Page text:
Columbus, Indiana, posed the question: How do we highlight our city’s rich design legacy and also draw new energy to a future of innovative art and architecture? “Columbus is a cultural destination of mid-20th-century architecture,” stated Michael Baumberger, lecturer at the Knowlton School, acknowledging Eliel Saarinen’s First Christian Church completed in 1942 through career-defining commissions by Kevin Roche and Michael Van Valkenburgh. Although boasting dozens of exceptional buildings completed over the last 75 years, seven of which are National Historic Landmarks, Columbus has witnessed a decline in new cutting-edge projects.
Baumberger’s architecture design studio was invited along with five Midwestern universities to showcase work that incorporates design, fabrication and education in Exhibit Columbus, which explores the past, present and future of design with 18 outdoor, site-responsive installations that energize spaces in and around Columbus’ masterpieces of modern architecture.
With a history of studios committed to full-scale installations built on site with durable materials, Baumberger focused his studio on this single design-build project. “Students generally work individually or in small groups when developing studio projects. This project required the students to design, fabricate and construct the installation as a cohesive unit,” he stated. Caroline Proffit, a junior architecture student in the studio, concurred: “The construction of the project was heavily focused around teamwork and a balanced work ethic and flow. The scale of the project required all members of the studio to know what was happening, what needed to be done, and the level of precision at which jobs needed to be completed.”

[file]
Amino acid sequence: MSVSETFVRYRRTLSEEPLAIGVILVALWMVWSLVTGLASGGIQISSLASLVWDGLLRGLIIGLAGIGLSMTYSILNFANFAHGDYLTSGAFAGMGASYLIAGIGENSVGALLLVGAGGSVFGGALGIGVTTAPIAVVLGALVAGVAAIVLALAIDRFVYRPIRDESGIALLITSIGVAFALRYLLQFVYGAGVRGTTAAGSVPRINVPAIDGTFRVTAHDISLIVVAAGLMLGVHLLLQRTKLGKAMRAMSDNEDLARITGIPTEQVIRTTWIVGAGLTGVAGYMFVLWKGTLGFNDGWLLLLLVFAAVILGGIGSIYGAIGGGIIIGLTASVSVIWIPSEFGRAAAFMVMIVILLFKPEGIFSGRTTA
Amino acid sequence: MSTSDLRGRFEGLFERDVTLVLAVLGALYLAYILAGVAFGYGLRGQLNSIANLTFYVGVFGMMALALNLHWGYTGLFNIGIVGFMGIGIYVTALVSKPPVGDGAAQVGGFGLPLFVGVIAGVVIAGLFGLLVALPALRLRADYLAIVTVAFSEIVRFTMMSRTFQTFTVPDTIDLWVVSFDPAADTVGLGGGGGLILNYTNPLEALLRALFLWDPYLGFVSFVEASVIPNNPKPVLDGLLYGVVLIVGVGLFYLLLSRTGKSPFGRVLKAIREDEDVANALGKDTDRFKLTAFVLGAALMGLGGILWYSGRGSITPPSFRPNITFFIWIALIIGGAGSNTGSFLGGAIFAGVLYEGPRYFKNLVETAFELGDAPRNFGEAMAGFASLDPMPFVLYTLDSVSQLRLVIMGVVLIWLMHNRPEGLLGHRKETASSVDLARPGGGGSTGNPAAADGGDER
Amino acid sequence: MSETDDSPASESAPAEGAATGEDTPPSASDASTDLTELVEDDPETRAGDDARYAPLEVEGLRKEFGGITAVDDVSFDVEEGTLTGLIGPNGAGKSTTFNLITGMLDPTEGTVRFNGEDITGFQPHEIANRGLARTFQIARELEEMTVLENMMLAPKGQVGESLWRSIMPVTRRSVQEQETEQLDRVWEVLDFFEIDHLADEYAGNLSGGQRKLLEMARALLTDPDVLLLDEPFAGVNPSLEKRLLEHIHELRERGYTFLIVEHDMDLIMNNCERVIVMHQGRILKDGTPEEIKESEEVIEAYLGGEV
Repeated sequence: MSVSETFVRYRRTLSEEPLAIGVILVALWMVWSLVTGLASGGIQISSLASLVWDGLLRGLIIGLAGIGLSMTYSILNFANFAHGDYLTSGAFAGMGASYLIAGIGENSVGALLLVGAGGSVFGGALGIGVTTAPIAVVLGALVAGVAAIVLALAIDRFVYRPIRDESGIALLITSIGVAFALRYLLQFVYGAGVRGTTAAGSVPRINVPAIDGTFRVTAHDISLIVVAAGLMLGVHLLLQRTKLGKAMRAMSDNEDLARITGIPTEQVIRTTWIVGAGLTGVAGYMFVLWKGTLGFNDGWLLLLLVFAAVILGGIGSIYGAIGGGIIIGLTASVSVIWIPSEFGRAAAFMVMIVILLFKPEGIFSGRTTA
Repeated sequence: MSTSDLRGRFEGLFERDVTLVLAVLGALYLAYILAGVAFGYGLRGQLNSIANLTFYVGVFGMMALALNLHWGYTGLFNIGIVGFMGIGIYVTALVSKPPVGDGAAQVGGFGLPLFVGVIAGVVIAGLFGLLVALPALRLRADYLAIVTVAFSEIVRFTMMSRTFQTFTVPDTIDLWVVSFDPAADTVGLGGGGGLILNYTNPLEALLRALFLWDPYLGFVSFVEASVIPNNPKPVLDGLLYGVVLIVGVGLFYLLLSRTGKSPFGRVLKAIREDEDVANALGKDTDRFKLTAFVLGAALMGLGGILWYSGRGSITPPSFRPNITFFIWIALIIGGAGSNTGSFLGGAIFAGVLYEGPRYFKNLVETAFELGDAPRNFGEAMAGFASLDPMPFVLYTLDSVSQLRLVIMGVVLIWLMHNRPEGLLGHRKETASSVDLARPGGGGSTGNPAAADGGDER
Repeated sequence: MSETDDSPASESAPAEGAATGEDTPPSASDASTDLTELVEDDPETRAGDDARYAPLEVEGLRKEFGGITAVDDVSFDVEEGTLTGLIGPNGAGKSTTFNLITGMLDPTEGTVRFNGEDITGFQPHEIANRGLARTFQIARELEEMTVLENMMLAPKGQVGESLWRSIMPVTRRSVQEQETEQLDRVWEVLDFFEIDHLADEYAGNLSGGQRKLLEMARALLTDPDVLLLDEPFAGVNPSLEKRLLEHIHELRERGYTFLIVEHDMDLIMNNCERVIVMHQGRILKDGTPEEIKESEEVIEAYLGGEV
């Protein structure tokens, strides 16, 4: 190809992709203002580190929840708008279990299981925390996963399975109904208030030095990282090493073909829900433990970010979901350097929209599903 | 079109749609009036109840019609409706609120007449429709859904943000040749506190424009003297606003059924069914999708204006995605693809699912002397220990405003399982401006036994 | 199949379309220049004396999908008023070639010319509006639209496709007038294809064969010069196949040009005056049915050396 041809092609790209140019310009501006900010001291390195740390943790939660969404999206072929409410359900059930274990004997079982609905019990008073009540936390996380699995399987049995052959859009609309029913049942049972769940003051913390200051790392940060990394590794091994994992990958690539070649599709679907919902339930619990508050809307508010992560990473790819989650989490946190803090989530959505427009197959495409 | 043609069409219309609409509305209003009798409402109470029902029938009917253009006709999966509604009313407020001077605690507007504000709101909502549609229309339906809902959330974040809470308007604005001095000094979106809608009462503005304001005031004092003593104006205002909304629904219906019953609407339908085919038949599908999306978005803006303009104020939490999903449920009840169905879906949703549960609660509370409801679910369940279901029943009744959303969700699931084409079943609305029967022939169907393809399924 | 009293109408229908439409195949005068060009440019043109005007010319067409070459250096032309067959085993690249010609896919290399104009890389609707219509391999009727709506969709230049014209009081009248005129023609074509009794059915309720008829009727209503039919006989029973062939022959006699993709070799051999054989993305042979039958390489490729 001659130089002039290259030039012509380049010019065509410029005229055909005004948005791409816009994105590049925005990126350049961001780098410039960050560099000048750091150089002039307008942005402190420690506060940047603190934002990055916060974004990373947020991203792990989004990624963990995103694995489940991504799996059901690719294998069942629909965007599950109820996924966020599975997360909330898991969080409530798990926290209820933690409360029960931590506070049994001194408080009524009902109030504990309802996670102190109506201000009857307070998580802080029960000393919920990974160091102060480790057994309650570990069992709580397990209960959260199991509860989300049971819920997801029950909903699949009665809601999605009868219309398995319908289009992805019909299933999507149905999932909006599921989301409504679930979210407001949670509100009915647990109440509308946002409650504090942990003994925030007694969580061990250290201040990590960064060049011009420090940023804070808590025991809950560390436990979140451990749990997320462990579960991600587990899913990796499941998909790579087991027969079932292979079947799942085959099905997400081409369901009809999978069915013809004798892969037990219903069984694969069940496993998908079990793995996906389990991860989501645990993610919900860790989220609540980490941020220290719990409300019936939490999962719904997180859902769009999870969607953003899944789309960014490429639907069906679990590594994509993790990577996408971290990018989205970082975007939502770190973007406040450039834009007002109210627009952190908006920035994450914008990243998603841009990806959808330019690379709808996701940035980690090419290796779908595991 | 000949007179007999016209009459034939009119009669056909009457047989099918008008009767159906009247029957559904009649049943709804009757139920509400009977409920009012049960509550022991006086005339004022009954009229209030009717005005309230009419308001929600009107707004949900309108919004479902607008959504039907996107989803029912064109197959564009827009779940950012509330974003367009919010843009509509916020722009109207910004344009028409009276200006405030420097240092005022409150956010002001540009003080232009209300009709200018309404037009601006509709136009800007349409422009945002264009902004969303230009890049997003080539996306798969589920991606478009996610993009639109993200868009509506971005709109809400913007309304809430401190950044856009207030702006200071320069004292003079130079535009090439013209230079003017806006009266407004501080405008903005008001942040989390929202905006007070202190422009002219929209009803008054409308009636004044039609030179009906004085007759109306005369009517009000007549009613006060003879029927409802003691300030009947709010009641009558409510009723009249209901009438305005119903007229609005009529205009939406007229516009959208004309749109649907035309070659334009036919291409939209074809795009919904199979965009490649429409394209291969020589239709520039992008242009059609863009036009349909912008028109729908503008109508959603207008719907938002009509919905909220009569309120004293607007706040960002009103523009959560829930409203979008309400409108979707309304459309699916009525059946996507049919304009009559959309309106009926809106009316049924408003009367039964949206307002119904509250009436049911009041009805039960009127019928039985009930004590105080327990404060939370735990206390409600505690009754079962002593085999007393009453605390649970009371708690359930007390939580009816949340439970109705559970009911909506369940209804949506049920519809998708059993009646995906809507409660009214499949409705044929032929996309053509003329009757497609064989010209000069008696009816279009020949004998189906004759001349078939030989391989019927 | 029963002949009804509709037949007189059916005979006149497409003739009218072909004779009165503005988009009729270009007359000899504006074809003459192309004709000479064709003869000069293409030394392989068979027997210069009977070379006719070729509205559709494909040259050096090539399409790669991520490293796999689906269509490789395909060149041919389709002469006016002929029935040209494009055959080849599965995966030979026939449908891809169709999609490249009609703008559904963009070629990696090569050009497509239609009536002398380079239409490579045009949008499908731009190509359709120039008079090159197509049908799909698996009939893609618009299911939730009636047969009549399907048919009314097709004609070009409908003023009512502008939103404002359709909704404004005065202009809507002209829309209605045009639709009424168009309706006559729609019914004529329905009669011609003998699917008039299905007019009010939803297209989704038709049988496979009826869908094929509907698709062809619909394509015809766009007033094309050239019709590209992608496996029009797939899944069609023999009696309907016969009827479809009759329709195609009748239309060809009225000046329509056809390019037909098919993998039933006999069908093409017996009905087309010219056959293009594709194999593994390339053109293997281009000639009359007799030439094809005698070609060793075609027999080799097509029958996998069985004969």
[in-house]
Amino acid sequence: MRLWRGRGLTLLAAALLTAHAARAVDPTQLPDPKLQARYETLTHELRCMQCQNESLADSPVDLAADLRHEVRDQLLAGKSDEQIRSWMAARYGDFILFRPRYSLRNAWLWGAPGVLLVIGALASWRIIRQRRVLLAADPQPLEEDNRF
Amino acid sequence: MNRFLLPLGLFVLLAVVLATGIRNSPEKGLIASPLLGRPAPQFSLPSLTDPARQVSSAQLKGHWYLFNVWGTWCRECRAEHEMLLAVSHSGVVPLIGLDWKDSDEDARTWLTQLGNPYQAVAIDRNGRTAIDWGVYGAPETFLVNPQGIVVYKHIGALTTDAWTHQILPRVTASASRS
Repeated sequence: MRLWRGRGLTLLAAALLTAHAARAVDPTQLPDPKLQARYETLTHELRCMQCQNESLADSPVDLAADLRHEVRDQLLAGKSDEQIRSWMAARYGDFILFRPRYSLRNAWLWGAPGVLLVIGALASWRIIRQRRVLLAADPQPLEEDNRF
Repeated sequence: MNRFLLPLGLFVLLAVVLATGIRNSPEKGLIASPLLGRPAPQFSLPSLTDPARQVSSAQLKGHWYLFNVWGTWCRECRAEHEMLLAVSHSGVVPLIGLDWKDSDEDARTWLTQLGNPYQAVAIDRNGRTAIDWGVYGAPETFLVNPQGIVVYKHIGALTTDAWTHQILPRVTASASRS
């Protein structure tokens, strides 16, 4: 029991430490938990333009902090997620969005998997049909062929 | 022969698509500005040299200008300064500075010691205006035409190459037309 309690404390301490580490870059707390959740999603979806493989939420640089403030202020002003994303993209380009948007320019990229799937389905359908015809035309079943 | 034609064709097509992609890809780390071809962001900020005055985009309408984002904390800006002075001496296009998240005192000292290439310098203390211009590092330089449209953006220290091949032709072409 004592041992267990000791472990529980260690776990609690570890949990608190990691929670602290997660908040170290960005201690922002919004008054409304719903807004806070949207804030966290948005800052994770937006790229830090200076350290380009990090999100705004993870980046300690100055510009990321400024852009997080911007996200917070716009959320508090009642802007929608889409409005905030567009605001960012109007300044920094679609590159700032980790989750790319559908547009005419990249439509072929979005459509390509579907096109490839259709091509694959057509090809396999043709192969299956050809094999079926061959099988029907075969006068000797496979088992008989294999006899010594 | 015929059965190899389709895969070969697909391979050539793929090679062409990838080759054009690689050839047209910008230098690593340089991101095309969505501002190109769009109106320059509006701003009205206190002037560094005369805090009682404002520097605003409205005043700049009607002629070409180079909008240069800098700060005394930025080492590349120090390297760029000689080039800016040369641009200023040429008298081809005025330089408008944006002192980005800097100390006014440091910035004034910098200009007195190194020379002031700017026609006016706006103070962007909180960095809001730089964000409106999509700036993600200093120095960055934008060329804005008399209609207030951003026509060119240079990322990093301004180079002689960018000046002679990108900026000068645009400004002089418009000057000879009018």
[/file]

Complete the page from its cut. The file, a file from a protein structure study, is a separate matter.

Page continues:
The studio installation, INSCRIBED, grew out of an exploration of scripted drawings that referenced procedural work from artists such as Sol Lewitt, Bridget Riley and Casey Reas. The resulting line work was then developed into a series of 3D printed carbon fiber reinforced ABS plastic panels that informed a structural framework. In developing their approaches to the line drawings, students used a software popular in the school – Grasshopper – which is a visual scripting tool. In order to produce the installation’s 50 3D printed panels, the studio enlisted the help of Cincinnati Incorporated, which fabricates large-scale work with a Big Area Additive Manufacturing (BAAM) machine.
Located on the grounds between Central Middle School and Lincoln Elementary School, INSCRIBED was designed to be a place where people could gather. “In creating a space we wanted to encourage participation with the installation. Our plan was to create an outside classroom. The seating ensemble is meant to facilitate this experience,” stated Baumberger. After installing the piece on site, senior architecture student Jacquelyn Nehrbass commented, “It was incredibly rewarding for me to physically occupy a space that I had designed. It gave me a small glimpse of what it will be like to be an architect someday and to be able to see my ideas come to fruition.”
Exhibit Columbus is open until November 26.